Setting the Bar for 'Injury' in Environmental Exposure Cases: How Low Can it Go?

16 Pages Posted: 21 Sep 2012

See all articles by John Cruden

John Cruden

Environmental Law Institute

Carla Burke

Baron & Budd, P.C.

John Guttmann

Beveridge & Diamond, P.C.

Robert V. Percival

University of Maryland - Francis King Carey School of Law

Date Written: September 2012

Abstract

On May 16, 2012, ELI convened a panel of experts to provide an overview and analysis of the tension between regulatory and common-law standards for injury in the context of toxic tort litigation. The speakers discussed and debated emerging trends in toxic tort litigation, including claims for property damage or medical monitoring regarding exposure to environmental contamination that never exceeds applicable regulatory standards. The panel also analyzed recent court opinions on the bounds of "injury" in environmental contamination cases and the potential for plaintiffs to recover damages based upon relatively low concentrations of chemicals. Issues explored by the panel included so-called single molecule theories of toxicological harm, the admissibility of expert testimony in support of such theories, and related federal or constitutional law theories, such as preemption, separation of powers and equal protection.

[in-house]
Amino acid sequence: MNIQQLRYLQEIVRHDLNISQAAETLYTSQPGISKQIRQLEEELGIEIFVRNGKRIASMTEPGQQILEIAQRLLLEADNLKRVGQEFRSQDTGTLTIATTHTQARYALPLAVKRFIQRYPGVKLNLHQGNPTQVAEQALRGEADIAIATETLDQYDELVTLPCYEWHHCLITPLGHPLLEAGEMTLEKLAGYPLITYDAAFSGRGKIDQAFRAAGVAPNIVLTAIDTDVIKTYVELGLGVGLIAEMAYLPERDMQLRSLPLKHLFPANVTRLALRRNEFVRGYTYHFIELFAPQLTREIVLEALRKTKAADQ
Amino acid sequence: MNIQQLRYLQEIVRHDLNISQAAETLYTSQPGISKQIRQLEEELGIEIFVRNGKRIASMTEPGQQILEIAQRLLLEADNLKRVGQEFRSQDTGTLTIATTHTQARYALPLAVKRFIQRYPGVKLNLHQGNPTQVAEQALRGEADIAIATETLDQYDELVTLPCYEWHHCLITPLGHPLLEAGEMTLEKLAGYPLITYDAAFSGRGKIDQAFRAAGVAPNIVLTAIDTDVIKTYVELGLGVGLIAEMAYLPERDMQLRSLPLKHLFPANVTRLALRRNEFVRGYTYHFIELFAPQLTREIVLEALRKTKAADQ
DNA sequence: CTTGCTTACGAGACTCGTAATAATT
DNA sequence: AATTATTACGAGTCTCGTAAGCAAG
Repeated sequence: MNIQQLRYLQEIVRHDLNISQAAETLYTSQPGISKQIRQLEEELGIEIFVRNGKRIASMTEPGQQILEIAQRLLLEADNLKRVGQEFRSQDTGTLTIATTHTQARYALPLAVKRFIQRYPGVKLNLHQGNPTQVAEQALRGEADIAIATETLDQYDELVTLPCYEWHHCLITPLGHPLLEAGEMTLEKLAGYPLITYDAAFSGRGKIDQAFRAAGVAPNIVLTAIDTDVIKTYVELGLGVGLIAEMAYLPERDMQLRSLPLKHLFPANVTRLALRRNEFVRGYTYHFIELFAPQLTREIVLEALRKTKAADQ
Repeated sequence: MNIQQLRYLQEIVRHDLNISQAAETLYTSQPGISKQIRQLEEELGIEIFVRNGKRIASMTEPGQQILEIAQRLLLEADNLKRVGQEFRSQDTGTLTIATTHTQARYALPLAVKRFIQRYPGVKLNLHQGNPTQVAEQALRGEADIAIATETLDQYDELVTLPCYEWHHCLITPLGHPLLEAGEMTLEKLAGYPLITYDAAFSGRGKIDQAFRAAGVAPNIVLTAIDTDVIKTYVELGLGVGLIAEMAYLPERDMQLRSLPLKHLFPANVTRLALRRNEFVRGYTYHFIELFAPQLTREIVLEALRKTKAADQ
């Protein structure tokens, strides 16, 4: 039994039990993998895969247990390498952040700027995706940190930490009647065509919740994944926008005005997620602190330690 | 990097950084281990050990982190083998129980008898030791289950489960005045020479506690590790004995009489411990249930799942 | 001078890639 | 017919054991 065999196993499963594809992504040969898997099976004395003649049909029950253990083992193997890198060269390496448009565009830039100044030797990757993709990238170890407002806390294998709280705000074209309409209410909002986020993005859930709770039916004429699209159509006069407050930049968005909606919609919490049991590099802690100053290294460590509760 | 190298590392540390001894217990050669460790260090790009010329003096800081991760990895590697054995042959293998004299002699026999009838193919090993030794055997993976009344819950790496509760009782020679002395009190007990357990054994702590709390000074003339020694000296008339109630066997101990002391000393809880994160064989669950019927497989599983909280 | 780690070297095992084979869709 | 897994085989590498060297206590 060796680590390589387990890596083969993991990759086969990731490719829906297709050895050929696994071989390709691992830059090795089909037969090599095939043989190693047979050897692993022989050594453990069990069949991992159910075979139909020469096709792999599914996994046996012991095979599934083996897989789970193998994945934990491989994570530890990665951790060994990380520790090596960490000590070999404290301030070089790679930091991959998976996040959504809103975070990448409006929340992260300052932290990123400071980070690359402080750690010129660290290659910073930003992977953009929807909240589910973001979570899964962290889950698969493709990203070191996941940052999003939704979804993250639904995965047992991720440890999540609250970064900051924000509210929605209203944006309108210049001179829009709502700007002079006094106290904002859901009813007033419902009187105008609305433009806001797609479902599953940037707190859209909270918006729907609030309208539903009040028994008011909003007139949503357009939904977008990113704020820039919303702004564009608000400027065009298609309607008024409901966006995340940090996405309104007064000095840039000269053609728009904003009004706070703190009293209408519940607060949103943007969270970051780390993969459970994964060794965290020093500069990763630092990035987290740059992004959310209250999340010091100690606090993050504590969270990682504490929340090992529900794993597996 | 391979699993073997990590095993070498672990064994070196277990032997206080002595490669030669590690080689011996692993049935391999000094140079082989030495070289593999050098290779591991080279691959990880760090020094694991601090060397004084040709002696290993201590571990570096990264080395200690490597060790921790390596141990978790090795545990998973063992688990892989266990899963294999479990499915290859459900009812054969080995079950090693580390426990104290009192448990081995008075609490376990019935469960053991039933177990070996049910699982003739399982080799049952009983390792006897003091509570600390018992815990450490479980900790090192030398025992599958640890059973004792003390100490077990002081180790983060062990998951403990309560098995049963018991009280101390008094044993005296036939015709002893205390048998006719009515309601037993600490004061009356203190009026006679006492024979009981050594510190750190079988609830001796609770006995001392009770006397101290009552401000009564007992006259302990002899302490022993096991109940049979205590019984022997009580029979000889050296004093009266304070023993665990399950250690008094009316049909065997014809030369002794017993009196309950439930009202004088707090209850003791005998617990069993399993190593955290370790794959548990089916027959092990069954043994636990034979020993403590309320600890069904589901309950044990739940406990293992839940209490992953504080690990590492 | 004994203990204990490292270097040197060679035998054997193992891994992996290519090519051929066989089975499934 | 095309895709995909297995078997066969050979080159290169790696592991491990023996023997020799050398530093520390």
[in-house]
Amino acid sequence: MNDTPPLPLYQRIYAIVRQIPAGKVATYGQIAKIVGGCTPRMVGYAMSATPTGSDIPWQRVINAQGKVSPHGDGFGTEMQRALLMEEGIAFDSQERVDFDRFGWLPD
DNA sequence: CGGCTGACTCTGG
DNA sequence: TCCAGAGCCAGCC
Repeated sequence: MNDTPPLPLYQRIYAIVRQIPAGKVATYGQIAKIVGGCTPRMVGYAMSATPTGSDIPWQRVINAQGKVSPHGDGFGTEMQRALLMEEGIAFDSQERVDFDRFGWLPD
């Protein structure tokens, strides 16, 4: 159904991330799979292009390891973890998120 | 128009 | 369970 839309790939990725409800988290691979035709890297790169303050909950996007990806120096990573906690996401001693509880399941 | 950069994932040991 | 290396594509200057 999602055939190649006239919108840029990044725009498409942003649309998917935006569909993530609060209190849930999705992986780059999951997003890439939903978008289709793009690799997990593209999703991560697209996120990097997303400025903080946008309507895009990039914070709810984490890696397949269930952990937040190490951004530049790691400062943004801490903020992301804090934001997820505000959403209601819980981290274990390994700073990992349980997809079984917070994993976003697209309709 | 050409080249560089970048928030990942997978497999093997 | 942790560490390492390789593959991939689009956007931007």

Keywords: toxic tort litigation, property damage, claims, environmental contamination, medical monitoring, toxicological harm

Suggested Citation

Cruden, John and Burke, Carla and Guttmann, John and Percival, Robert V., Setting the Bar for 'Injury' in Environmental Exposure Cases: How Low Can it Go? (September 2012). Environmental Law Reporter, Vol. 42, No. 9, 2012, p. 10785+, U of Maryland Legal Studies Research Paper No. 2012-52, Available at SSRN: https://ssrn.com/abstract=2149517

John Cruden

Environmental Law Institute

2000 L Street, NW, Suite 620
Washington, DC 20036
United States

Carla Burke

Baron & Budd, P.C.

3102 Oak Lawn Avenue #1100
Dallas, TX 75219
United States

John Guttmann

Beveridge & Diamond, P.C.

1350 I Street, N.W.
Washington, DC 20005
United States

Robert V. Percival (Contact Author)

University of Maryland - Francis King Carey School of Law ( email )

500 West Baltimore Street
Baltimore, MD 21201-1786
United States

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